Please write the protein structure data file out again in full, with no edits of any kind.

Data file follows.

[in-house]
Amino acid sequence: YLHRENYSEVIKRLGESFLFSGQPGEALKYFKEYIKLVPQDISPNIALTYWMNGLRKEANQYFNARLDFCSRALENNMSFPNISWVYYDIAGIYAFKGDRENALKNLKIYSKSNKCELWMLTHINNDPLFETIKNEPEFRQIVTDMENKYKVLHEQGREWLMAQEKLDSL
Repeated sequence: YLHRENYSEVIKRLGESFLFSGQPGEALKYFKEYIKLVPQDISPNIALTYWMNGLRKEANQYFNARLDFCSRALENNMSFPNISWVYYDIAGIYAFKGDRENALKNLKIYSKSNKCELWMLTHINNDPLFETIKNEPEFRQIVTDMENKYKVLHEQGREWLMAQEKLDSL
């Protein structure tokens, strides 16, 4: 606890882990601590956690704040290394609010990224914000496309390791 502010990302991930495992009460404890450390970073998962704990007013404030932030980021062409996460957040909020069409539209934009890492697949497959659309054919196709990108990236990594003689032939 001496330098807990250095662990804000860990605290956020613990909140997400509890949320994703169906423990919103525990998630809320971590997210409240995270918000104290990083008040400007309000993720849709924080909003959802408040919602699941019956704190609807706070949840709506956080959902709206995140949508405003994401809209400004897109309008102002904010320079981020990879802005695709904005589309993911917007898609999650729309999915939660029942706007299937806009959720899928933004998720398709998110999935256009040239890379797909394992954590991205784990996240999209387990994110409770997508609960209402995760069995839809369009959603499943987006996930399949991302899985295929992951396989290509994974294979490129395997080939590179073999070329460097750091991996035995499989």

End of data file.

[in-house]
Amino acid sequence: YLHRENYSEVIKRLGESFLFSGQPGEALKYFKEYIKLVPQDISPNIALTYWMNGLRKEANQYFNARLDFCSRALENNMSFPNISWVYYDIAGIYAFKGDRENALKNLKIYSKSNKCELWMLTHINNDPLFETIKNEPEFRQIVTDMENKYKVLHEQGREWLMAQEKLDSL
Repeated sequence: YLHRENYSEVIKRLGESFLFSGQPGEALKYFKEYIKLVPQDISPNIALTYWMNGLRKEANQYFNARLDFCSRALENNMSFPNISWVYYDIAGIYAFKGDRENALKNLKIYSKSNKCELWMLTHINNDPLFETIKNEPEFRQIVTDMENKYKVLHEQGREWLMAQEKLDSL
């Protein structure tokens, strides 16, 4: 606890882990601590956690704040290394609010990224914000496309390791 502010990302991930495992009460404890450390970073998962704990007013404030932030980021062409996460957040909020069409539209934009890492697949497959659309054919196709990108990236990594003689032939 001496330098807990250095662990804000860990605290956020613990909140997400509890949320994703169906423990919103525990998630809320971590997210409240995270918000104290990083008040400007309000993720849709924080909003959802408040919602699941019956704190609807706070949840709506956080959902709206995140949508405003994401809209400004897109309008102002904010320079981020990879802005695709904005589309993911917007898609999650729309999915939660029942706007299937806009959720899928933004998720398709998110999935256009040239890379797909394992954590991205784990996240999209387990994110409770997508609960209402995760069995839809369009959603499943987006996930399949991302899985295929992951396989290509994974294979490129395997080939590179073999070329460097750091991996035995499989």